The addition of Pierre-Luc Dubois is the perfect opportunity to launch a new series on LAHockeyNow. The Film Room series.
Using video, I’ll discuss what makes Dubois a good player and his flaws. Uncovering why the Kings were willing to pay a hefty fee for Dubois.
We all know the scouting report on Dubois up to this point. A big, skilled winger who likes to get engaged physically. And he doesn’t disappoint on film. He’s not afraid to get to the dirty areas of the ice and is a physical force.
That being said, there are some concerns, particularly in the defensive zone.
Ability to Carry the Puck:
The Athletic’s Eric Stephens defined Dubois well, “Dubois is a horse that’s tough to tame.”
The first clip shows Dubois’ ability to gallop up ice and carry the puck. Picking the puck up in his own zone, Dubois skates past Jordan Kyrou — a fast player in his own right — protects the puck and then attacks the open ice. He finishes the play with a goal, but it’s one Thomas Greiss will want back. The combination of speed and size is more impressive here.
Earlier in that same game Dubois showed off that size and speed combination again. Beating Colton Parayko wide and fighting through contact to draw a penalty. He then beats Ryan O’Reilly in the corner before feathering a nice backhand pass to Kyle Connor in front.
A Physical Element:
This clip encapsulates the complete package of Dubois. It starts with him puck-watching, stuck in no man’s land, almost costing his team a goal when Kappo Kakko picks the puck up unmarked in front. But he recovers, boxes out Filip Chytil and forces a turnover before flying up ice to create an odd-man rush.
Once in the zone, he pulls a nice curl-and-drag move to create space for the pass and then shows a quick release when he gets the puck back. However, it’s what happens after Igor Shesterkin fights off his shot that should excite Kings fans. He comes up the wall and knocks the puck away from Kakko before finishing him hard into the boards. The Kings are missing a top-six forward with the ability and desire to make plays like that, and Dubois is more than willing.
Dubois picked up a lot of points on the power play last season playing the net front. At first glance, he’s a good replacement for Vilardi on the Kings’ top unit, but I don’t think he’s a perfect fit.
Mainly because he’s left-handed. If the Kings continue to run the power play from the left side, they need a right shot in front. If they want to use Dubois in the net front, they either have to tweak their system, or run the power play through the right side.
Dubois has some overlapping skills with Vilardi in this spot too. He’s able to pop out below the goal line and create from low, as he did here against Anaheim:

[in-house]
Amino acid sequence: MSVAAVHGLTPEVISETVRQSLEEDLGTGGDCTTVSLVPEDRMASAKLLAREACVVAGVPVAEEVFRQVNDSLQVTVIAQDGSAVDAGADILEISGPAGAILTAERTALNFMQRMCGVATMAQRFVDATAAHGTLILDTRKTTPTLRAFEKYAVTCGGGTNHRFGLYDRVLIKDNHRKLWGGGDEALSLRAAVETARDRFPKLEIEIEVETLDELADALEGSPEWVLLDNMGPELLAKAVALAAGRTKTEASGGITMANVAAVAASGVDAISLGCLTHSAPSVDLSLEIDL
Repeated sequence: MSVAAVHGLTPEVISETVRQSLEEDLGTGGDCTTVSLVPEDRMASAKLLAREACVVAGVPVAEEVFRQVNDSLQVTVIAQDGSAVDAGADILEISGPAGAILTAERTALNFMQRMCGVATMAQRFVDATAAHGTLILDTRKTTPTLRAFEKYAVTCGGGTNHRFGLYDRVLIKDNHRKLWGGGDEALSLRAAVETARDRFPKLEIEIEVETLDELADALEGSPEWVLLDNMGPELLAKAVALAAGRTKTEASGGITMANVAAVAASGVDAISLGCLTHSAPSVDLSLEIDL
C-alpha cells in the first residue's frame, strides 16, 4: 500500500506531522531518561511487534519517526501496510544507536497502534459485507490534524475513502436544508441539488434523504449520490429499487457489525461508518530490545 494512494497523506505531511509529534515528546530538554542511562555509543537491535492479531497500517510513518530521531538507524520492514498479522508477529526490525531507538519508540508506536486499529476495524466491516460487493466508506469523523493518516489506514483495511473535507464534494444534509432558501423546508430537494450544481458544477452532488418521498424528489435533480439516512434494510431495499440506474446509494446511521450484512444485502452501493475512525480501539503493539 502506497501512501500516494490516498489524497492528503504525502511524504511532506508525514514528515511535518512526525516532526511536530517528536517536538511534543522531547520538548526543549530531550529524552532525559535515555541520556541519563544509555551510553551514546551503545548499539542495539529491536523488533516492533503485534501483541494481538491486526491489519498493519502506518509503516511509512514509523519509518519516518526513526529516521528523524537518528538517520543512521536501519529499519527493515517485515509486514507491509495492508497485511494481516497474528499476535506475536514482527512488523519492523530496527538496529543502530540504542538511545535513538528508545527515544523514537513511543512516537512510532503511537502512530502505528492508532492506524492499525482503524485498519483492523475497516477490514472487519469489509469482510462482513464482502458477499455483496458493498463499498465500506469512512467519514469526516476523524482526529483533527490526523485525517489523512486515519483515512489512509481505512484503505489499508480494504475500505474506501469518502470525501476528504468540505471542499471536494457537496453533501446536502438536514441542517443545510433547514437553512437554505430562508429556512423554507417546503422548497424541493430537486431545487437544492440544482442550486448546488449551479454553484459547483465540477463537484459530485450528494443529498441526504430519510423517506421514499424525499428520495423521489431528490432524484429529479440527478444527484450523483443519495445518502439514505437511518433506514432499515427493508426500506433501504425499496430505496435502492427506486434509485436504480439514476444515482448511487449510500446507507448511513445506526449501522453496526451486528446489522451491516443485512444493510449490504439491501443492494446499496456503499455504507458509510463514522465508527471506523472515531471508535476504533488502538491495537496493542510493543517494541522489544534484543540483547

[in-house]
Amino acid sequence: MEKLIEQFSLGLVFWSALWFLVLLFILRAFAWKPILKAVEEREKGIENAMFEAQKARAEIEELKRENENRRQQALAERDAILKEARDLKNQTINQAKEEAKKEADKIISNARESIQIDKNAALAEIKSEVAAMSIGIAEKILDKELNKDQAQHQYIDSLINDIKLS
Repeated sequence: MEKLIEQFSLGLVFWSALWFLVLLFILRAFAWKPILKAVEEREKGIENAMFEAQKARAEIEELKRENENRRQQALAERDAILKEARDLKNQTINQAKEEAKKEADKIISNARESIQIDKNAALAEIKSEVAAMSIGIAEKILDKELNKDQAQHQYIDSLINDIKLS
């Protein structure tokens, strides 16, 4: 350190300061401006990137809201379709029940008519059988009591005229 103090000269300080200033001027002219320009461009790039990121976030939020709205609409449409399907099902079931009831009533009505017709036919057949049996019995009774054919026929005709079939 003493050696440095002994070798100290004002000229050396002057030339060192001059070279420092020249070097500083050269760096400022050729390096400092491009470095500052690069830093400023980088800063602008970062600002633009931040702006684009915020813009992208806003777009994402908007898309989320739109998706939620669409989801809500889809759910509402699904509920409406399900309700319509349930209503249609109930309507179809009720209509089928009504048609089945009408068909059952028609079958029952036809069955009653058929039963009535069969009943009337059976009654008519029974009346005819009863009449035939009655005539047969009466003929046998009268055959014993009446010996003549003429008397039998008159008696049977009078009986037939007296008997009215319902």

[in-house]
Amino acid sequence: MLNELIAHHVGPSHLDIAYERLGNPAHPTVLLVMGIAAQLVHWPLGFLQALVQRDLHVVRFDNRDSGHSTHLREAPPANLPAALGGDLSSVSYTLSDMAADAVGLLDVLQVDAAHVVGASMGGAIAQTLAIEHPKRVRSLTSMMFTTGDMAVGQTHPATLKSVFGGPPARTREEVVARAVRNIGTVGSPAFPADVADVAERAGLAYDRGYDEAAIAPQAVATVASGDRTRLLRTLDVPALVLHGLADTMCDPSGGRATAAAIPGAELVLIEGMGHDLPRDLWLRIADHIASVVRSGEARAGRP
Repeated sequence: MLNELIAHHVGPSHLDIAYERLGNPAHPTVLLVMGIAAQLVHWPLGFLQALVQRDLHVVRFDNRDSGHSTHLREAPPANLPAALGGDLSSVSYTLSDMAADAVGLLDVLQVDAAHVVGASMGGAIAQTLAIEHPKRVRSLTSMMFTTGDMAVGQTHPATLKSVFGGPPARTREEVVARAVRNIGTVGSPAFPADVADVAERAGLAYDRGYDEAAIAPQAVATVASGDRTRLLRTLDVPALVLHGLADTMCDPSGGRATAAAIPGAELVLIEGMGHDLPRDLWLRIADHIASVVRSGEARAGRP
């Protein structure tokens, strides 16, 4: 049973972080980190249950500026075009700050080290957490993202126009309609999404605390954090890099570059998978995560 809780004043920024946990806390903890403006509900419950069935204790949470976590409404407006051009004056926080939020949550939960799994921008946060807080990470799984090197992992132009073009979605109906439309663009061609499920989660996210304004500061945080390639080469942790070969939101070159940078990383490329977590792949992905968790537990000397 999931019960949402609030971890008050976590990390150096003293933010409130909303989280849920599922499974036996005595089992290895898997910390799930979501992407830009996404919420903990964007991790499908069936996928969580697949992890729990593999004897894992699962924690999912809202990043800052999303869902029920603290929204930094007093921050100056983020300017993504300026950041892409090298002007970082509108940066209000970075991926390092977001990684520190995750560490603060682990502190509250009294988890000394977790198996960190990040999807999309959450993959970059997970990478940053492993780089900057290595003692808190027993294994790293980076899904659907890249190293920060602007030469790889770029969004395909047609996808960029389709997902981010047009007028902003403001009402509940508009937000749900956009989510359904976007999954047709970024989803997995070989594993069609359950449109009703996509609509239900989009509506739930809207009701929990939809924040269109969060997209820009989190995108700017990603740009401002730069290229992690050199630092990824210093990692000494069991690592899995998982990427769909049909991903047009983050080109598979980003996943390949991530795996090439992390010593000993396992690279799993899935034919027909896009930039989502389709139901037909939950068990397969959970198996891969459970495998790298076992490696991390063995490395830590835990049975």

He drifts to the side of the net and immediately looks to force his way to the front and get a shot, something Vilardi did a lot of last season. He doesn’t score, but the chaos he creates leads to a goal for Connor.
I don’t think Dubois is as good at popping out and creating compared to Vilardi, but he looks like a better pure net-front presence. He uses his size well to plant himself in front and scored quite a few tip-in goals last season. Like this one against Tampa Bay:
I briefly mentioned some of Dubois’ defensive issues earlier and they show up a decent amount when watching him. This clip starts with a rough sequence in his own zone. Dubois is puck-watching and reaching for pucks instead of getting engaged physically. He then takes a big, lazy turn to get back into the zone instead of stopping and coming back, giving the Predators a numbers advantage down low.
It’s the kind of shift that gets young players in the league benched. However, he ends the shift with a flash of the talent that makes him so exciting. After breaking up a pass, he outmuscles Matt Duchene before skating the puck out of the zone. Then, after exchanging the puck with Brendan Dillon in the neutral zone, he nearly scores a fantastic solo goal.
If Dubois can more consistently provide the quality he shows in the second clip, he’ll become a dominant two-way forward. But the first half of that shift tells a different story.
This last clip really shows the dark side of Dubois’ game defensively. I hate to bag on a guy too much for one bad shift, but this leaves a lot to be desired.
Twice he half-heartedly engages Jason Dickinson physically, first in the corner and then along the boards. And then just lets Dickinson box him out in front. He doesn’t try to tie up his stick, nor does he try and move him. Dickinson’s a strong player in his own right, so getting boxed out isn’t a huge deal, but the lack of effort there is concerning.
If this was a one-off thing, at the end of a shift late in a game, it wouldn’t be a big deal. But these kinds of plays happened a decent amount when running through clips of Dubois.
Fantastic When Engaged:
When Dubois is engaged and playing with purpose, he looks great. He possesses the size, speed and skill to take over games, combined with a nastiness that the Kings lack in their lineup.
But too often he lacked that engagement, particularly in his own zone. There were plenty of shifts where he looked downright uninterested.
It’s okay to be cerebral and pick your spots, but you can’t coast around and puck-watching when defending.
If this change of scenery is what Dubois needs to be a motivated player who’s giving 100% every shift, the Kings have a genuine star on their hands.
If not, they still have an excellent player, but one who is going to frustrate fans and coaches at times.